Associate Professor of pharmacology, Dr Bradley McConnell from University of Houston is helping usher in a new age of cardiac pacemakers
by using stem cells
found in fat, converting them to heart cells, and reprogramming those to act as biologic pacemaker
cells. He is reporting his work in the Journal of Molecular and Cellular Cardiology
. The new biologic pacemaker
-like cell will be useful as an alternative treatment for conduction system disorders, cardiac repair after a heart attack and to bridge the limitations of the electronic pacemaker
University of Houston associate professor of pharmacology Bradley McConnell is helping usher in a
new age of cardiac pacemakers by using stem cells found in fat, converting them to heart cells, and
reprogramming those to act as biologic pacemaker cells. Credit: University of Houston
Dr McConnell told Thailand Medical
News, "We are reprogramming the cardiac progenitor cell and guiding it to become a conducting cell of the heart to conduct electrical current."
Dr McConnell's collaborators, Dr Robert J. Schwartz, Dr Hugh Roy and Dr Lillian Cranz Cullen Distinguished Professor of biology and biochemistry, previously reported work on turning the adipogenic mesenchymal stem cells, that reside in fat cells, into cardiac progenitor cells. Now those same cardiac progenitor cells are being programmed to keep hearts beating as a sinoatrial node (SAN), part of the electrical cardiac conduction system (CCS).
Typically, the SAN is the primary pacemaker
of the heart
, responsible for generating the electric impulse or beat. Native cardiac pacemaker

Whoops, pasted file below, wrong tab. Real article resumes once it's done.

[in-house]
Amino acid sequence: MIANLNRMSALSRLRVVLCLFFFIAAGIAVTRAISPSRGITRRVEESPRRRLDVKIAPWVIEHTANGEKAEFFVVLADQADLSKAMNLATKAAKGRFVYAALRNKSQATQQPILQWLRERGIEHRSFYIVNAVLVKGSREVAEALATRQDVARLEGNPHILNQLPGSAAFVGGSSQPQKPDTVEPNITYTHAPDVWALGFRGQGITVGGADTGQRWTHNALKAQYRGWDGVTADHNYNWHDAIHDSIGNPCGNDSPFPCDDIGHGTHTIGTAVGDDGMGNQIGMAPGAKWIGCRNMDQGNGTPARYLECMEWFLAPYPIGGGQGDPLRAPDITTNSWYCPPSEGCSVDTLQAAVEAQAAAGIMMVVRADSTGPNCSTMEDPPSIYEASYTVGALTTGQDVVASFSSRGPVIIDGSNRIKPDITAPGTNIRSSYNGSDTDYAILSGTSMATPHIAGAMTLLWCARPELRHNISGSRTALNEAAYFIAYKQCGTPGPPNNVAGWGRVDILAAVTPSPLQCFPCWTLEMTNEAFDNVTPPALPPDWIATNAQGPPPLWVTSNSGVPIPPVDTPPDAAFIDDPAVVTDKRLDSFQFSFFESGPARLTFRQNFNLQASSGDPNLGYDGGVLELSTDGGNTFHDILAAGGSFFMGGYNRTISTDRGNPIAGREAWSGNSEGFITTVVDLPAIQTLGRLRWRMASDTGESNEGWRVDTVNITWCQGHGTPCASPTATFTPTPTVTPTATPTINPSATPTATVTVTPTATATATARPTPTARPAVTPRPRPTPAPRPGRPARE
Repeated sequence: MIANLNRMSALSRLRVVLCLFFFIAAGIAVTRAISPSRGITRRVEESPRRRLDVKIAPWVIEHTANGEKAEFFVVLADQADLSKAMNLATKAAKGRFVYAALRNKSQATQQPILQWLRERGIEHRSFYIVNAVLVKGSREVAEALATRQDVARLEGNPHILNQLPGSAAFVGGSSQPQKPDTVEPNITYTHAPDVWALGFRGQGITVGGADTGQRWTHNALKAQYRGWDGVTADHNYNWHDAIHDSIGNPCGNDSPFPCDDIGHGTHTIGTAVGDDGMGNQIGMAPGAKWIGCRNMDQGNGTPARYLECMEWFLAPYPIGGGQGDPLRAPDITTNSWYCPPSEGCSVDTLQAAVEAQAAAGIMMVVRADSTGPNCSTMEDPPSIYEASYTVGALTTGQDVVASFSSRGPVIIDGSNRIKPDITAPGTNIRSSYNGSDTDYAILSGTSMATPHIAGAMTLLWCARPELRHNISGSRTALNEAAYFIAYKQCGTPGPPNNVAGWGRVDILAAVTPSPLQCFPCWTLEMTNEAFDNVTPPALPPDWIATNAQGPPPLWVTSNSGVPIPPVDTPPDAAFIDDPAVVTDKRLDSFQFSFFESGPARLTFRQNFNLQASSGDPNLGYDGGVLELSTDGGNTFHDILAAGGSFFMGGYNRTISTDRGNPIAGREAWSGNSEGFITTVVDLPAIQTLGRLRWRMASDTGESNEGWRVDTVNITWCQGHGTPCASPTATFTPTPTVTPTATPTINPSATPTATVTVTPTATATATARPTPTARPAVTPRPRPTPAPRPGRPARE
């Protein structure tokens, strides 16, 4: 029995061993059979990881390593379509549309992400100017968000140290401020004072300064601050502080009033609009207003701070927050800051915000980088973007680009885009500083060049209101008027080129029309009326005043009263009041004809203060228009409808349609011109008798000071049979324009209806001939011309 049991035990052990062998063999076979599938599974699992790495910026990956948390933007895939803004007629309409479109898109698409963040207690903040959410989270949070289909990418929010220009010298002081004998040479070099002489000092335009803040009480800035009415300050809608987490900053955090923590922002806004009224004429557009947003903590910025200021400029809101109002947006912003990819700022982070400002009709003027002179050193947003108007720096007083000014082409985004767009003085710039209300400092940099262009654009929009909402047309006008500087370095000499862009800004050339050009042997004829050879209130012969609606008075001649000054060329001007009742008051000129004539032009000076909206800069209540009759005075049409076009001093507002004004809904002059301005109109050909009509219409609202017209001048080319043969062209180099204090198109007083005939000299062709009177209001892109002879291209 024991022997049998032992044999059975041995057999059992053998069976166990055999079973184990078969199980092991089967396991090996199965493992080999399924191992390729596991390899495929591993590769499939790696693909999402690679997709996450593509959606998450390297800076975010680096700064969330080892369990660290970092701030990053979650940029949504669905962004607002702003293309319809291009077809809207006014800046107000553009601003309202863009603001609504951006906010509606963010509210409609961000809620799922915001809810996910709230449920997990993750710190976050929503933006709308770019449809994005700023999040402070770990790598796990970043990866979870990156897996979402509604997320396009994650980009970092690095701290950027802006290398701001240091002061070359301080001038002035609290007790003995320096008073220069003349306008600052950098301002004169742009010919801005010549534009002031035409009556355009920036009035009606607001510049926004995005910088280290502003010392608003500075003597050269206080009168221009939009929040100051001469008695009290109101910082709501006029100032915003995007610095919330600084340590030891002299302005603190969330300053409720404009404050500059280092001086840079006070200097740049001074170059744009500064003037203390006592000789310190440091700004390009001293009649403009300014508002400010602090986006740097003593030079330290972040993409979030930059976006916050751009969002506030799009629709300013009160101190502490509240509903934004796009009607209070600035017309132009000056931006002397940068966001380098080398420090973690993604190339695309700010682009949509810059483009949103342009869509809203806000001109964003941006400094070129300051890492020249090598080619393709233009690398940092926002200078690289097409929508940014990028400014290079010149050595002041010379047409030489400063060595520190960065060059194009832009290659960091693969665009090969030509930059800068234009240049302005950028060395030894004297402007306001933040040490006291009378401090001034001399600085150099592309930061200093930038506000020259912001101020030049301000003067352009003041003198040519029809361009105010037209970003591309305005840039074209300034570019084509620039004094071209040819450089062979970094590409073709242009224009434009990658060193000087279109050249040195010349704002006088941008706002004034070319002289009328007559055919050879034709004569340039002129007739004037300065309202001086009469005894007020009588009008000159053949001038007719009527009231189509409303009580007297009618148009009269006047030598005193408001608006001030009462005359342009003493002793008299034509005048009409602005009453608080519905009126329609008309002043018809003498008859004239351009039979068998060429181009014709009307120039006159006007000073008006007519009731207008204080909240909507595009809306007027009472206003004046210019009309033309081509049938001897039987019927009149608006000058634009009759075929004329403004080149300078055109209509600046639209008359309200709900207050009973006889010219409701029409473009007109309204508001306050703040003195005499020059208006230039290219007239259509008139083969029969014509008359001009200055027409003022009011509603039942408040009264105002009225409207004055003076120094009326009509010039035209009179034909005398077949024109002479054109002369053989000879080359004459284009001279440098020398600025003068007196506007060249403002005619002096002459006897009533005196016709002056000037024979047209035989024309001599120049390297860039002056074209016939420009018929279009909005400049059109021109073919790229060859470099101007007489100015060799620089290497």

cells are confined within the SAN, a small structure comprised of just a few thousand specialized pacemaker cells. Failure of the SAN or a block at any point in the CCS results in arrhythmias.
Almost more than 650,000 electronic pacemakers
are implanted in patients annually to help control abnormal heart rhythms. The small mechanical device is placed in the chest or abdomen and uses electrical pulses to prompt the heart to beat normally. In addition to having the device regularly examined by a physician, over time an electronic pacemaker c
an stop working properly.
Dr McConnell added, "Batteries will die. Just look at your smartphone. This biologic pacemaker
is better able to adapt to the body and would not have to be maintained by a physician. It is not a foreign object. It would be able to grow with the body and become much more responsive to what the body is doing."
In order to convert the cardiac progenitor cells, McConnell infused the cells with a unique cocktail of three transcription factors and a plasma membrane channel protein to reprogram the heart cells in vitro.
Dr McDonnell added, "In our study, we observed that the SHOX2, HCN2, and TBX5 (SHT5) cocktail of transcriptio
n factors and channel protein reprogrammed the cells into pacemaker
-like cells. The combination will facilitate the development of cell-based therapies for various cardiac conduction diseases.”
The team has already started studies on animal models and plan a human trial as early as 2021.
Reference : Suchi Raghunathan et al. Conversion of human cardiac progenitor cells into cardiac pacemaker-like cells, Journal of Molecular and Cellular Cardiology (2019). DOI: 10.1016/j.yjmcc.2019.09.015